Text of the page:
I no longer have two days of good health together; and that enrages me, since I have energy for nothing in the midst of my woes. Yet I await with some impatience the results of the Pope’s nomination in Paris, what will be said, what will be done, what will become of me. The most certain is the leave I asked for. I have seen in the newspapers the fine dispute the Constitutionnel has started regarding my speech; it accuses the Messager of not having printed it, and yet in Rome we have the Messager of the 24th of March (the dispute began on the 24th and 25th) which carried the speech. Is that not odd? It seems clear that there were two editions, one for Rome and the other for Paris. Poor people! I am thinking of the setback to another paper; it assures us that the Conclave would have been very dissatisfied with the speech: what will it say when it sees the praise that Cardinal Castiglioni, who has been made Pope, bestowed on me?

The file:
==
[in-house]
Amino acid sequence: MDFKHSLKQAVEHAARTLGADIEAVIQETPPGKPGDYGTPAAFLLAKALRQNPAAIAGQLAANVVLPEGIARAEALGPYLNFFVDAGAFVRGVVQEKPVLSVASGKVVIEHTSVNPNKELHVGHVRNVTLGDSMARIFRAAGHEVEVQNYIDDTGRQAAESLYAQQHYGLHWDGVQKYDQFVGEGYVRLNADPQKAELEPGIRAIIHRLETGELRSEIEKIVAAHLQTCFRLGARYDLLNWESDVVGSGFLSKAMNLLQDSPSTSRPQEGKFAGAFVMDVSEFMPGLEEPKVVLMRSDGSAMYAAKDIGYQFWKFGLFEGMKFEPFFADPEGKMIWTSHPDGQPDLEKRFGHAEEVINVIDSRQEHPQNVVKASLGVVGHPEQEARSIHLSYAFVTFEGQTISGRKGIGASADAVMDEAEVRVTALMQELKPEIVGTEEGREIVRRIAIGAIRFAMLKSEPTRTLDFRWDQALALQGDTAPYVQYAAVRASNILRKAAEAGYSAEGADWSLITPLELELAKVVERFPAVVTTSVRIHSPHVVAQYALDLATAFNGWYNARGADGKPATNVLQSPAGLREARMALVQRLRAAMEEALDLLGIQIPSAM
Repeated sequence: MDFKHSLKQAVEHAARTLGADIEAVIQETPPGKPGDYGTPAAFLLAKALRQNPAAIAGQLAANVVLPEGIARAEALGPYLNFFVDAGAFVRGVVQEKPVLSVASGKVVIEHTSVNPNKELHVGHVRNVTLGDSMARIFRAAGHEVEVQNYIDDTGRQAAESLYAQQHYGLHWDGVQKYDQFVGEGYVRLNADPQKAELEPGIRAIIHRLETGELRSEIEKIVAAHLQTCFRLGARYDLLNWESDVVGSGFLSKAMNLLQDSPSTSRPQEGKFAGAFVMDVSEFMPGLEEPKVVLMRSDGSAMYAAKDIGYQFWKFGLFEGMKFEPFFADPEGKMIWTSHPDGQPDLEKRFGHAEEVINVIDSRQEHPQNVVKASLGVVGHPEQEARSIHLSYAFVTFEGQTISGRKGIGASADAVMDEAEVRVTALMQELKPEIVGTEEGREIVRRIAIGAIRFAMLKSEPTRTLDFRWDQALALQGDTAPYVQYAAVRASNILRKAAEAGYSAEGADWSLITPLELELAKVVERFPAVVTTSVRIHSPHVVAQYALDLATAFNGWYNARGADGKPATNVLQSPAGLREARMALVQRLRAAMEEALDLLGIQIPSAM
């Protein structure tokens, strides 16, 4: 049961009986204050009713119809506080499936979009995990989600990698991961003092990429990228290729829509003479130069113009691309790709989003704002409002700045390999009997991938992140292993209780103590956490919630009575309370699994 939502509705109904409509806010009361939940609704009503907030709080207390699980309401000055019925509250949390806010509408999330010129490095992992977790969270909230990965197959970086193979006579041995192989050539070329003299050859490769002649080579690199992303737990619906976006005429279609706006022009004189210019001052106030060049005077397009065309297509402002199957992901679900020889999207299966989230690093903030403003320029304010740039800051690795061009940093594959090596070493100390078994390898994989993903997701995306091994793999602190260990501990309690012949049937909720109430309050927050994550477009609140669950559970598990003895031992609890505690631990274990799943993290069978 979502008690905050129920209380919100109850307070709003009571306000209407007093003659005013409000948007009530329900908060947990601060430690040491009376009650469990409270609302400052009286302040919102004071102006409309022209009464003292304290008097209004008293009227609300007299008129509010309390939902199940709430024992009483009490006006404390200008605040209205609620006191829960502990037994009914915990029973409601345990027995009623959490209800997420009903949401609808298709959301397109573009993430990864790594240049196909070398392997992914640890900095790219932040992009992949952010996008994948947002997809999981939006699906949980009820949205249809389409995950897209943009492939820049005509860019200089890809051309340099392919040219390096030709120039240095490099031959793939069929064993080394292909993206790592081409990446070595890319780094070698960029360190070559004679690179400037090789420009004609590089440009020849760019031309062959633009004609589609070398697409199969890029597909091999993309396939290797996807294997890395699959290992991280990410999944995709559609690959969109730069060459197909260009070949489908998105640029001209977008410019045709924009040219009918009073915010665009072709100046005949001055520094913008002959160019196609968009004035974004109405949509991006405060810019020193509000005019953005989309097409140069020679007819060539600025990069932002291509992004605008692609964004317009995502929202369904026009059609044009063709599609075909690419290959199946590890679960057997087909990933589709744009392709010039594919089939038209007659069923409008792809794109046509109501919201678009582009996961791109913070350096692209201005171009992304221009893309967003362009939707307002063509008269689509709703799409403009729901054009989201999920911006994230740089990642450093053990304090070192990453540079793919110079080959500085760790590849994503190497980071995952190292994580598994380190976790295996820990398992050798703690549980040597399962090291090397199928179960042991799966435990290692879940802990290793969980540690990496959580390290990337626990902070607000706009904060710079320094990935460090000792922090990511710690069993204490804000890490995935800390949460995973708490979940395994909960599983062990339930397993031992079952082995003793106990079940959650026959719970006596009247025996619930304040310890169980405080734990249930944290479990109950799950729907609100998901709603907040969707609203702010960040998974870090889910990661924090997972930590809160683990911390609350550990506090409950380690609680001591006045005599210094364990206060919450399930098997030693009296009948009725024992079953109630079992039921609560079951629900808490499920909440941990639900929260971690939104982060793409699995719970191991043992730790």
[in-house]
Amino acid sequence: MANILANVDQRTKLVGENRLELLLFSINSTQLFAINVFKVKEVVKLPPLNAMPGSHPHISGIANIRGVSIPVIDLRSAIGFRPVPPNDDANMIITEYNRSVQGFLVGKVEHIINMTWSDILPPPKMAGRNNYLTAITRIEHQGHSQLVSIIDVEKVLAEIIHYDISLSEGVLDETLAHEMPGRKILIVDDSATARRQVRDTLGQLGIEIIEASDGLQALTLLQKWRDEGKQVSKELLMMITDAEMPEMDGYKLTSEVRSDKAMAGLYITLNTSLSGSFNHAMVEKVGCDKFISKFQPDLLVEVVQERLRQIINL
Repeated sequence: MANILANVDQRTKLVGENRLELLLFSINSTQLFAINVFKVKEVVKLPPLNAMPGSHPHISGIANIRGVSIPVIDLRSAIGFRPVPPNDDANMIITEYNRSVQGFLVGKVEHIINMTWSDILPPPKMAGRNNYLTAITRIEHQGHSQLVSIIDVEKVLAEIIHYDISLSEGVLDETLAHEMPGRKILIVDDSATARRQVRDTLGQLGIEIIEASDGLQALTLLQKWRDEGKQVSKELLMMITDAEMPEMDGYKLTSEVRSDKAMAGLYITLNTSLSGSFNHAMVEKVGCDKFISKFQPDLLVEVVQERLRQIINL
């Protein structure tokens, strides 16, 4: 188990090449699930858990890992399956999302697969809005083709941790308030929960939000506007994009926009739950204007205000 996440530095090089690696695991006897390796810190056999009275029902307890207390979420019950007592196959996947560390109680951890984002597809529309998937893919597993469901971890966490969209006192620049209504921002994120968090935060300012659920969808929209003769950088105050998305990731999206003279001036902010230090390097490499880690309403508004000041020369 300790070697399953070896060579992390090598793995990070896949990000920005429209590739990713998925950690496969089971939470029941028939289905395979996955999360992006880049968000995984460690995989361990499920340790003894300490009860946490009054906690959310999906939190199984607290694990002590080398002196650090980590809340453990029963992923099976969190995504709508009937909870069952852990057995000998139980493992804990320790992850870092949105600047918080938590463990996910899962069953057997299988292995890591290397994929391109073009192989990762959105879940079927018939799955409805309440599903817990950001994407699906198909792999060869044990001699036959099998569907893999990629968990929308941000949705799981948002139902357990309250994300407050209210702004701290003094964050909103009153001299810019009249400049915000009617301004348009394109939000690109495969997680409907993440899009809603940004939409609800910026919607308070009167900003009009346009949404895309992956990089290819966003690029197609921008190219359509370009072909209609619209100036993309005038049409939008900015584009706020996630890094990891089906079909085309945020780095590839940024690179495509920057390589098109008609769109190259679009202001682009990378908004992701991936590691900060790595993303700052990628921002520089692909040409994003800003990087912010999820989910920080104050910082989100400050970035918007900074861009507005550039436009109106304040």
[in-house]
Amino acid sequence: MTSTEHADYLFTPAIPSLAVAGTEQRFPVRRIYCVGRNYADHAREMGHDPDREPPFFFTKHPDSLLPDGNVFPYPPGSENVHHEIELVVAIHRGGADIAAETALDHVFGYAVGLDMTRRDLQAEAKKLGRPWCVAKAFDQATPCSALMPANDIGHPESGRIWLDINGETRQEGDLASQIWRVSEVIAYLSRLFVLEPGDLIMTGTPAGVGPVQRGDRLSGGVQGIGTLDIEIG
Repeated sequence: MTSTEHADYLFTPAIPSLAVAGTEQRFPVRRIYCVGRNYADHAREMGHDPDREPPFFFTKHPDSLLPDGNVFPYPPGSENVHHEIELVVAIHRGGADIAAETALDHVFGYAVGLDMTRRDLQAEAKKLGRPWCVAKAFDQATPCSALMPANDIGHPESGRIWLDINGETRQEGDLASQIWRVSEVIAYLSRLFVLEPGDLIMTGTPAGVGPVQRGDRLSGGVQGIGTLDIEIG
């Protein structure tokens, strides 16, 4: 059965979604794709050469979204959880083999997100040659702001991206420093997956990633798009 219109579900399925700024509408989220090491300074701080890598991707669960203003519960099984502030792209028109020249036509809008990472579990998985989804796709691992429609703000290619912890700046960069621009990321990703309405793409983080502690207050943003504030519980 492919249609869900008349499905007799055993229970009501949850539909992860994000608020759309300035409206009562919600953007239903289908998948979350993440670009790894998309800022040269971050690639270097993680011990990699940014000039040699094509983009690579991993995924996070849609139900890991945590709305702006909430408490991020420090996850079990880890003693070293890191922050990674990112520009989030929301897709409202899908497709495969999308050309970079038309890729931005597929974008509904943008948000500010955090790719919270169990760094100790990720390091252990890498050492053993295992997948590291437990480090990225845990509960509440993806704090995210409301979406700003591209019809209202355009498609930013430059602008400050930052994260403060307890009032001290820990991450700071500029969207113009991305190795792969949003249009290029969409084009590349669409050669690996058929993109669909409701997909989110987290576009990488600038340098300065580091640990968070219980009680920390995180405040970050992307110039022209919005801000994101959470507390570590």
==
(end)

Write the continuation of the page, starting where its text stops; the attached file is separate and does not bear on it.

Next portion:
When will I be able to stop talking to you about all this wretched stuff? When will I be free to do no more than finish the memoirs of my life and my life with them, with the last page of my Memoirs? I have much need of it; I am very weary, the burden of years increases and weighs on my brow; I amuse myself by calling it rheumatism, but one is not cured of this disease. A single word sustains me, I keep repeating: “Soon.”’
‘3rd of April.
I forget to tell you that since Cardinal Fesch behaved very well in the Conclave, and voted with our Cardinals, I have made an approach and invited him to dinner. He has refused in a note full of moderation.’

‘Rome, this 2nd of April; 1829.
Monsieur le Comte,